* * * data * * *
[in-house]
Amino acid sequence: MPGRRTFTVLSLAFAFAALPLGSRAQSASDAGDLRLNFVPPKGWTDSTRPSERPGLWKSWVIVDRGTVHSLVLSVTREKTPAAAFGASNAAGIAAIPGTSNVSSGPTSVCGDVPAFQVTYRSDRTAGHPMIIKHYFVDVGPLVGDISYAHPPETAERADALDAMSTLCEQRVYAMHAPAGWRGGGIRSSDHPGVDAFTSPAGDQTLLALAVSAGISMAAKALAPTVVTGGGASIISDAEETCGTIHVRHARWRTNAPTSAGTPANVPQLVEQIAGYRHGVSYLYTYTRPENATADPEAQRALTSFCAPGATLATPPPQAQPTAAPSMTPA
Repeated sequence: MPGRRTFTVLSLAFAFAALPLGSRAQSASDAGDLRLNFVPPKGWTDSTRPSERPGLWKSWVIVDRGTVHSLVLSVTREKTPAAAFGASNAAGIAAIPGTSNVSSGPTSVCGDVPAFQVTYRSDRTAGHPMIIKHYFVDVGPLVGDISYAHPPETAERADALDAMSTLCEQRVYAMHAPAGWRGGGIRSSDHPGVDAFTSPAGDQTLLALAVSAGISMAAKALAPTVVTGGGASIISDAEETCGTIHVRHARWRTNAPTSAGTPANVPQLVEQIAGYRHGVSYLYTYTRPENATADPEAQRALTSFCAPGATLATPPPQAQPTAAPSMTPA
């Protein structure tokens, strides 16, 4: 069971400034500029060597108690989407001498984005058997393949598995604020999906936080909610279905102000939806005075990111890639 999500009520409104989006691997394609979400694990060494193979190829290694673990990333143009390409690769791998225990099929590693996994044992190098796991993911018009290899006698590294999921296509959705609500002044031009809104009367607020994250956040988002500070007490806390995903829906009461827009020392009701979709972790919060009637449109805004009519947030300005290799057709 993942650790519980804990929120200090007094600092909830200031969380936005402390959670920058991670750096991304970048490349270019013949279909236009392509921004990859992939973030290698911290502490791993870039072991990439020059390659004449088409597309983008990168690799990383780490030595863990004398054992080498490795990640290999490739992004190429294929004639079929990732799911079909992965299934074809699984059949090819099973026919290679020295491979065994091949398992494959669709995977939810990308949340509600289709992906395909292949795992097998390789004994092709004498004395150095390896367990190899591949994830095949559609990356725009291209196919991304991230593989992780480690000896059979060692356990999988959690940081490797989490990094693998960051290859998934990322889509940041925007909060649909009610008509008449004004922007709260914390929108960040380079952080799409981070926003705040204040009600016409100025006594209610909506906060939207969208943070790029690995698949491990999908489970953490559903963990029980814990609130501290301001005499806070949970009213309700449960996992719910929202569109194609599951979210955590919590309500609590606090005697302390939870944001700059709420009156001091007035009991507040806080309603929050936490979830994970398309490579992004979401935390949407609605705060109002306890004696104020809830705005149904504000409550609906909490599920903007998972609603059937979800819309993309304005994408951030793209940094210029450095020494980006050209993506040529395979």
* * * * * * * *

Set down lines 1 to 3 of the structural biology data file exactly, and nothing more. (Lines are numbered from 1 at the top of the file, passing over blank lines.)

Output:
[in-house]
Amino acid sequence: MPGRRTFTVLSLAFAFAALPLGSRAQSASDAGDLRLNFVPPKGWTDSTRPSERPGLWKSWVIVDRGTVHSLVLSVTREKTPAAAFGASNAAGIAAIPGTSNVSSGPTSVCGDVPAFQVTYRSDRTAGHPMIIKHYFVDVGPLVGDISYAHPPETAERADALDAMSTLCEQRVYAMHAPAGWRGGGIRSSDHPGVDAFTSPAGDQTLLALAVSAGISMAAKALAPTVVTGGGASIISDAEETCGTIHVRHARWRTNAPTSAGTPANVPQLVEQIAGYRHGVSYLYTYTRPENATADPEAQRALTSFCAPGATLATPPPQAQPTAAPSMTPA
Repeated sequence: MPGRRTFTVLSLAFAFAALPLGSRAQSASDAGDLRLNFVPPKGWTDSTRPSERPGLWKSWVIVDRGTVHSLVLSVTREKTPAAAFGASNAAGIAAIPGTSNVSSGPTSVCGDVPAFQVTYRSDRTAGHPMIIKHYFVDVGPLVGDISYAHPPETAERADALDAMSTLCEQRVYAMHAPAGWRGGGIRSSDHPGVDAFTSPAGDQTLLALAVSAGISMAAKALAPTVVTGGGASIISDAEETCGTIHVRHARWRTNAPTSAGTPANVPQLVEQIAGYRHGVSYLYTYTRPENATADPEAQRALTSFCAPGATLATPPPQAQPTAAPSMTPA